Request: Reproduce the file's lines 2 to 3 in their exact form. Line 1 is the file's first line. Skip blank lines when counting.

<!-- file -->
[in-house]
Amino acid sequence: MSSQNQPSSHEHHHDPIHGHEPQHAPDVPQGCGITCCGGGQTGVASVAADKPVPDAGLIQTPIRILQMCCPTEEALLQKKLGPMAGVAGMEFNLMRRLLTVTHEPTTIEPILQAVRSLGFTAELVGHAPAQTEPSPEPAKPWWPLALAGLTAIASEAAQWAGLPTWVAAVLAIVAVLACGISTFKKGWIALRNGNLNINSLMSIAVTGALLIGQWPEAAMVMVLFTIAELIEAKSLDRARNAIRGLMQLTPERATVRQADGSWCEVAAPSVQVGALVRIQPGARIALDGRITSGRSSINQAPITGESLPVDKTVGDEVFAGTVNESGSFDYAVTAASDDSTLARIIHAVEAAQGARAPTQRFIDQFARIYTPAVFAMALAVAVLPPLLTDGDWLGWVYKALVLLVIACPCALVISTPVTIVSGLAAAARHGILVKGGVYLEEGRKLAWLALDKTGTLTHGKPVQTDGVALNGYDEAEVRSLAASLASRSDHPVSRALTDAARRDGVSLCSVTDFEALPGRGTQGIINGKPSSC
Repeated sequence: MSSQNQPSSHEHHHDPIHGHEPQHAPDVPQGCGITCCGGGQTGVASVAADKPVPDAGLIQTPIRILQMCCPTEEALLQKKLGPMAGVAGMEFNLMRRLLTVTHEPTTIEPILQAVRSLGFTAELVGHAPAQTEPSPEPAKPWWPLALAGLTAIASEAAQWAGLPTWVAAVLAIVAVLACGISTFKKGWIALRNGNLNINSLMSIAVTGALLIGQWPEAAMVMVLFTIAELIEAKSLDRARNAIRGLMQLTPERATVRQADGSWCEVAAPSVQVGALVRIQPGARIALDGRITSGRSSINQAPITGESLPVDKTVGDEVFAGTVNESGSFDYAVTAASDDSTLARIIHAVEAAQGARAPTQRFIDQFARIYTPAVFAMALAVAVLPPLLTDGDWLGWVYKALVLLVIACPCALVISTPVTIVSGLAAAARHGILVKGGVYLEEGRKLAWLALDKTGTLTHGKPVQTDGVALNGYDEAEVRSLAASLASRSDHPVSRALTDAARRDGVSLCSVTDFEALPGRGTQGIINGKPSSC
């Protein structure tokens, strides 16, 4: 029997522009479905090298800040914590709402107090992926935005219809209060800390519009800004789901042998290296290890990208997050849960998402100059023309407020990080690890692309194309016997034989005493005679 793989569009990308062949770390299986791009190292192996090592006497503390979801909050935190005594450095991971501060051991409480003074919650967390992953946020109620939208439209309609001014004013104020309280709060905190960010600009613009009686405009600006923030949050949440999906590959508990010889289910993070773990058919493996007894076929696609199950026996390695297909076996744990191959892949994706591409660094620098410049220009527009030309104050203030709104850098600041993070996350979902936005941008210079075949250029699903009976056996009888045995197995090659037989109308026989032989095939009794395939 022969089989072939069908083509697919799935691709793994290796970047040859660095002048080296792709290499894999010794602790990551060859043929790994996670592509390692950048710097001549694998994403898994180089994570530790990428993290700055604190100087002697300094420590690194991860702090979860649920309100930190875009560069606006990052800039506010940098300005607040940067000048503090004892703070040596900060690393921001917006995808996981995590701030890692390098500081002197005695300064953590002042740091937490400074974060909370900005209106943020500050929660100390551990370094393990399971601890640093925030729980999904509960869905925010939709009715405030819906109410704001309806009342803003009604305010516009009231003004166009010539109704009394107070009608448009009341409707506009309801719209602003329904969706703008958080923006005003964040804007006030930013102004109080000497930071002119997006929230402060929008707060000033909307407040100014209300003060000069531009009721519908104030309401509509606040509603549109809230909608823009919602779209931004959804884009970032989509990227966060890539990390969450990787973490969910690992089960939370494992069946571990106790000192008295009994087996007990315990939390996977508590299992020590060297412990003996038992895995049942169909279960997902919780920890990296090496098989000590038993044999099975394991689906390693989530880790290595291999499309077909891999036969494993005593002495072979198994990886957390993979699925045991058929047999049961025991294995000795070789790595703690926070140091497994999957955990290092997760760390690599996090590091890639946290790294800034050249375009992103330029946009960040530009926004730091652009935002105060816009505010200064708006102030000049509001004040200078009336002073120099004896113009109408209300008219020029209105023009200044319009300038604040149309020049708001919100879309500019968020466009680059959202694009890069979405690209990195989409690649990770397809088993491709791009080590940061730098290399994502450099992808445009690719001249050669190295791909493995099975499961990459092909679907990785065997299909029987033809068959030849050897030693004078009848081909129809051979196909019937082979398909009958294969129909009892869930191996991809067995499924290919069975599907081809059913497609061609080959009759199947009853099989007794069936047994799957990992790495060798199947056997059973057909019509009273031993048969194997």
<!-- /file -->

Amino acid sequence: MSSQNQPSSHEHHHDPIHGHEPQHAPDVPQGCGITCCGGGQTGVASVAADKPVPDAGLIQTPIRILQMCCPTEEALLQKKLGPMAGVAGMEFNLMRRLLTVTHEPTTIEPILQAVRSLGFTAELVGHAPAQTEPSPEPAKPWWPLALAGLTAIASEAAQWAGLPTWVAAVLAIVAVLACGISTFKKGWIALRNGNLNINSLMSIAVTGALLIGQWPEAAMVMVLFTIAELIEAKSLDRARNAIRGLMQLTPERATVRQADGSWCEVAAPSVQVGALVRIQPGARIALDGRITSGRSSINQAPITGESLPVDKTVGDEVFAGTVNESGSFDYAVTAASDDSTLARIIHAVEAAQGARAPTQRFIDQFARIYTPAVFAMALAVAVLPPLLTDGDWLGWVYKALVLLVIACPCALVISTPVTIVSGLAAAARHGILVKGGVYLEEGRKLAWLALDKTGTLTHGKPVQTDGVALNGYDEAEVRSLAASLASRSDHPVSRALTDAARRDGVSLCSVTDFEALPGRGTQGIINGKPSSC
Repeated sequence: MSSQNQPSSHEHHHDPIHGHEPQHAPDVPQGCGITCCGGGQTGVASVAADKPVPDAGLIQTPIRILQMCCPTEEALLQKKLGPMAGVAGMEFNLMRRLLTVTHEPTTIEPILQAVRSLGFTAELVGHAPAQTEPSPEPAKPWWPLALAGLTAIASEAAQWAGLPTWVAAVLAIVAVLACGISTFKKGWIALRNGNLNINSLMSIAVTGALLIGQWPEAAMVMVLFTIAELIEAKSLDRARNAIRGLMQLTPERATVRQADGSWCEVAAPSVQVGALVRIQPGARIALDGRITSGRSSINQAPITGESLPVDKTVGDEVFAGTVNESGSFDYAVTAASDDSTLARIIHAVEAAQGARAPTQRFIDQFARIYTPAVFAMALAVAVLPPLLTDGDWLGWVYKALVLLVIACPCALVISTPVTIVSGLAAAARHGILVKGGVYLEEGRKLAWLALDKTGTLTHGKPVQTDGVALNGYDEAEVRSLAASLASRSDHPVSRALTDAARRDGVSLCSVTDFEALPGRGTQGIINGKPSSC